Inflation-linked bonds (ILBs) have traded at expensive levels, as the market is willing to pay a large premium for inflation protection. The yield on ILBs is too low given the current level of global real yields and South Africa’s country risk premium. In a rising inflation environment, ILBs can deliver good returns despite the low yield. Since yields are so low, holders of ILBs run the risk of capital losses should yields adjust to normalised levels. Since selling out of ILBs in the Fund, we have maintained a zero exposure to this asset class. We will wait until the yield is more attractive before investing again.

Look out for headwinds in the local property sector

Property yields have moved up from 5.5% to 7% over the last 12 months. We believe that property offers reasonable value at these levels, and we maintain an 8% allocation to property in the Nedgroup Investments Opportunity Fund. While the yield is attractive, the sector faces headwinds due to a poor economic outlook and rising costs. Many of the property funds also face rising debt costs in light of potential increases in interest rates over the next year. The Fund has taken positions in higher quality defensive property stocks with low levels of interest rate risk. We will consider increasing our property exposure if yields continue to rise.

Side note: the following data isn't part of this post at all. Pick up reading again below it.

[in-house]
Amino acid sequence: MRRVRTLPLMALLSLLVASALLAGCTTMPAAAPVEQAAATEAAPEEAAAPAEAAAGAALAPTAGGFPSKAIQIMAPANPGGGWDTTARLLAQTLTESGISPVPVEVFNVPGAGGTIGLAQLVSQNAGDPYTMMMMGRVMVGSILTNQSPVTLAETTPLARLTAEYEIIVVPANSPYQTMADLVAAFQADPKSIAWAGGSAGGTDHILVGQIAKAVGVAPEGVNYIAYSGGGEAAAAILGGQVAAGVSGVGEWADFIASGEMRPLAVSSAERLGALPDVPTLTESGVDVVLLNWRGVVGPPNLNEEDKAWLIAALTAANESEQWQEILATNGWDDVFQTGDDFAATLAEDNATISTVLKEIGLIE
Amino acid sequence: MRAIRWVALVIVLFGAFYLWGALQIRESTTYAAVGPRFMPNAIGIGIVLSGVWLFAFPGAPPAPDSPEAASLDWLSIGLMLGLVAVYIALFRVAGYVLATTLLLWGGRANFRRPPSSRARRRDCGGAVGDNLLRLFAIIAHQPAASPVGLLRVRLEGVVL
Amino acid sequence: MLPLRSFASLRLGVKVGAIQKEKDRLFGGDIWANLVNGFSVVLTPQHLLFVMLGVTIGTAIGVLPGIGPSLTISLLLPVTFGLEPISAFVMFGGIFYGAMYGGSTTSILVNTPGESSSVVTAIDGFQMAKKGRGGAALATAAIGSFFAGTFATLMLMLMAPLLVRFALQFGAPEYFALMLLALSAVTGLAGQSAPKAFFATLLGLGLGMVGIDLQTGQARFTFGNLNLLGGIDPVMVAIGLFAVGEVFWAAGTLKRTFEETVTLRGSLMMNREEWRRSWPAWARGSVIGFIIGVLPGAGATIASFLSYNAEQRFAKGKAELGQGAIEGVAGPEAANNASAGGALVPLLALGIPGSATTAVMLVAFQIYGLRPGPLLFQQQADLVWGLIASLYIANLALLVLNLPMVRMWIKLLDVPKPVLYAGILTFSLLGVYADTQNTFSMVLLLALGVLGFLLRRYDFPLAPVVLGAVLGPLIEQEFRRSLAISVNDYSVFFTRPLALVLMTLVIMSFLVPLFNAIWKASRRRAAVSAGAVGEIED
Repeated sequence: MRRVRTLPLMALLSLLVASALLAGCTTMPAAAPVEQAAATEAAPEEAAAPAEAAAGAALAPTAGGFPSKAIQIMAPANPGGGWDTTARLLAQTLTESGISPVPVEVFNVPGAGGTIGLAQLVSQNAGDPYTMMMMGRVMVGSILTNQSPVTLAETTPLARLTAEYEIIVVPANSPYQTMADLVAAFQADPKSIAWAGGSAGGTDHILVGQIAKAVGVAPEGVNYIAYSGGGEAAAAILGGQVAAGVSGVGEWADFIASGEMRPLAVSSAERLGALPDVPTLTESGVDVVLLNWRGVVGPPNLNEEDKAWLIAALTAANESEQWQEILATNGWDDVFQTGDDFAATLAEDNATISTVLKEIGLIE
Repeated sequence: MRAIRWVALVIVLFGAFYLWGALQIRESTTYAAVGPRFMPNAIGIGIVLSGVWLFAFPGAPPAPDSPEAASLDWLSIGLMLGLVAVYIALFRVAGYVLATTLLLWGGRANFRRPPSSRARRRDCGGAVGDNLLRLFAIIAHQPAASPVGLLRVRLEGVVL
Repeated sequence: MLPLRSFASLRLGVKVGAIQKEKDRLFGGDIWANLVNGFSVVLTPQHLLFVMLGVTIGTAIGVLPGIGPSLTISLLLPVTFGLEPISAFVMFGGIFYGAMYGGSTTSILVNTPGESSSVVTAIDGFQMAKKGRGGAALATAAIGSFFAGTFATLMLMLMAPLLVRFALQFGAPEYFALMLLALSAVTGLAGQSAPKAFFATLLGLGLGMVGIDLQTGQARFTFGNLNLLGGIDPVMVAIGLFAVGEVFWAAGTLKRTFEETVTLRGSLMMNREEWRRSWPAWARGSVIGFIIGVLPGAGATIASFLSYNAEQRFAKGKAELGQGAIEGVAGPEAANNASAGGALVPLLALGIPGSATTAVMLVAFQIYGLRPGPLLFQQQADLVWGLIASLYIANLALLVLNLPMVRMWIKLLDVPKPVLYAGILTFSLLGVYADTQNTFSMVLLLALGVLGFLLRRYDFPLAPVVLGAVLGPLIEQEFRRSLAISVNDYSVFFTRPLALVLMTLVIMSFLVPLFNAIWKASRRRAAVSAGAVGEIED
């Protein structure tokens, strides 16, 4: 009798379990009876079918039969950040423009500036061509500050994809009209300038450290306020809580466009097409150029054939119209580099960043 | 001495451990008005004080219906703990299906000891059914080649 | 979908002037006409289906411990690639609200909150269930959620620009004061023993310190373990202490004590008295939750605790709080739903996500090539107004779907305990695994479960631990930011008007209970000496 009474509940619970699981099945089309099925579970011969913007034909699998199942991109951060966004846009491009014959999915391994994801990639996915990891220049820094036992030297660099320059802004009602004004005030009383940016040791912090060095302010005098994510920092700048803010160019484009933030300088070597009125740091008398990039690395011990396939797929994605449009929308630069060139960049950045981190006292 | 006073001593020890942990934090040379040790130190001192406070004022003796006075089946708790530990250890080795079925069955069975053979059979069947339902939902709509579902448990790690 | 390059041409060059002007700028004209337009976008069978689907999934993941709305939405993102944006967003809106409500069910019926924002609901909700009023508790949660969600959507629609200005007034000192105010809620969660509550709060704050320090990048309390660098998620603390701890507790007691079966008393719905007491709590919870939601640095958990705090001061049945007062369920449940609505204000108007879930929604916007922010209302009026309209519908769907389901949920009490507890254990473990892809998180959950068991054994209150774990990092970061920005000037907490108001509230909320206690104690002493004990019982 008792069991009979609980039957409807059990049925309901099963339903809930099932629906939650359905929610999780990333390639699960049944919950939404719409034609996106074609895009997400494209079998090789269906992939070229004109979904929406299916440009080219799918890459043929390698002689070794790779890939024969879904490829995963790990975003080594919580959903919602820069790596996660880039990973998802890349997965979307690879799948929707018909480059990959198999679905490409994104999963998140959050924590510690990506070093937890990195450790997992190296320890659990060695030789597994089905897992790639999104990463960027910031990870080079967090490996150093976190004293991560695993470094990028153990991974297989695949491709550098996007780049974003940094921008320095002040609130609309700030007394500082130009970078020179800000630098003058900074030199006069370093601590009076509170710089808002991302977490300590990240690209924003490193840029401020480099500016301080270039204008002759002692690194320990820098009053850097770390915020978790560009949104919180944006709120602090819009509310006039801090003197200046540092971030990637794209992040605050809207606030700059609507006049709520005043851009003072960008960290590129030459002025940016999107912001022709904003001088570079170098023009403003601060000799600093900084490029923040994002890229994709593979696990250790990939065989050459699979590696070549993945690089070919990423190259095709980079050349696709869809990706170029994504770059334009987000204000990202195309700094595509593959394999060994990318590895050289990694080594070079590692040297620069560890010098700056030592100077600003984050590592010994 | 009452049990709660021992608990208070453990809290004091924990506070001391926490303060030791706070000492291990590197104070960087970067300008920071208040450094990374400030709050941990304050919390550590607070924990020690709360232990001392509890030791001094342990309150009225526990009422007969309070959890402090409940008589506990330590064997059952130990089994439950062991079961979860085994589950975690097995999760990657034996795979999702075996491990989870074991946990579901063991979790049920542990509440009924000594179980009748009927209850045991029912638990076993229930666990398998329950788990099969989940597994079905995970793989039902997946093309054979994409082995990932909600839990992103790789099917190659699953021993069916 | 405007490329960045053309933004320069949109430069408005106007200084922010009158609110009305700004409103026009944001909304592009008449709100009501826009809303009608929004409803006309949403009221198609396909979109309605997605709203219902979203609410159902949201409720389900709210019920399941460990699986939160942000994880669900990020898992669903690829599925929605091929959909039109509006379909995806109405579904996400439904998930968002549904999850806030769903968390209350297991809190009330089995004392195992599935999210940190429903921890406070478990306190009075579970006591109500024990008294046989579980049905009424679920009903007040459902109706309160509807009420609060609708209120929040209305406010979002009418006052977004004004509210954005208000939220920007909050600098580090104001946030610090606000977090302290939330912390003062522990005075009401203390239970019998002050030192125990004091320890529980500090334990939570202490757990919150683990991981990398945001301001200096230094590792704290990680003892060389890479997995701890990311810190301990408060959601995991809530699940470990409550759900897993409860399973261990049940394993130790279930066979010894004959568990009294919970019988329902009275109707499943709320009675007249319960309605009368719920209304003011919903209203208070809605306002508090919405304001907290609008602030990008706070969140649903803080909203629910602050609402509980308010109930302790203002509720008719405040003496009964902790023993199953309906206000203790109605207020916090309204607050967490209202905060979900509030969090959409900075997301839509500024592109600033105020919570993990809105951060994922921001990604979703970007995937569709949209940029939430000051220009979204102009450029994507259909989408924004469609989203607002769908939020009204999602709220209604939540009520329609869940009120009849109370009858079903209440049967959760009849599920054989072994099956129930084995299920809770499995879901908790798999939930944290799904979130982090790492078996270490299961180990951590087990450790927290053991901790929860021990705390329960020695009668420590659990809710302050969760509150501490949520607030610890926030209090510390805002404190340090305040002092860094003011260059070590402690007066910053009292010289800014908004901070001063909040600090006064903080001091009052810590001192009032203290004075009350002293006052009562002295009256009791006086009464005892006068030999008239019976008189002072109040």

Rand volatility offers opportunities

For rand-denominated investors, a weak rand can greatly enhance offshore asset returns. As a result, holding offshore assets protects investors against a deteriorating local economy.

Over the very long term, the rand has depreciated 5% per year on average against the US dollar, necessitated by the market enforcing purchasing power parity. Over short timeframes however, the rand is notoriously volatile and has periods of excessive over and under valuation (as shown in the chart below). This provides opportunities to boost returns by adjusting the portfolio exposure to foreign assets.

The rand currently looks cheap. However with exports devastated by labour unrest and ballooning government borrowing (also known as a ‘twin deficit’ trap), we believe that there is still the risk of continued rand weakness. Due to these issues, we do not anticipate an aggressive appreciation in the rand towards theoretical fair value in the near term. Instead, we expect the rand to be undervalued, which is why we have moderate exposure to offshore assets in the Nedgroup Investments Opportunity Fund. We do however think that the South African Reserve Bank will act prudently and avert a catastrophic rand depreciation, which gives us comfort.

The normalisation of monetary policy globally holds risks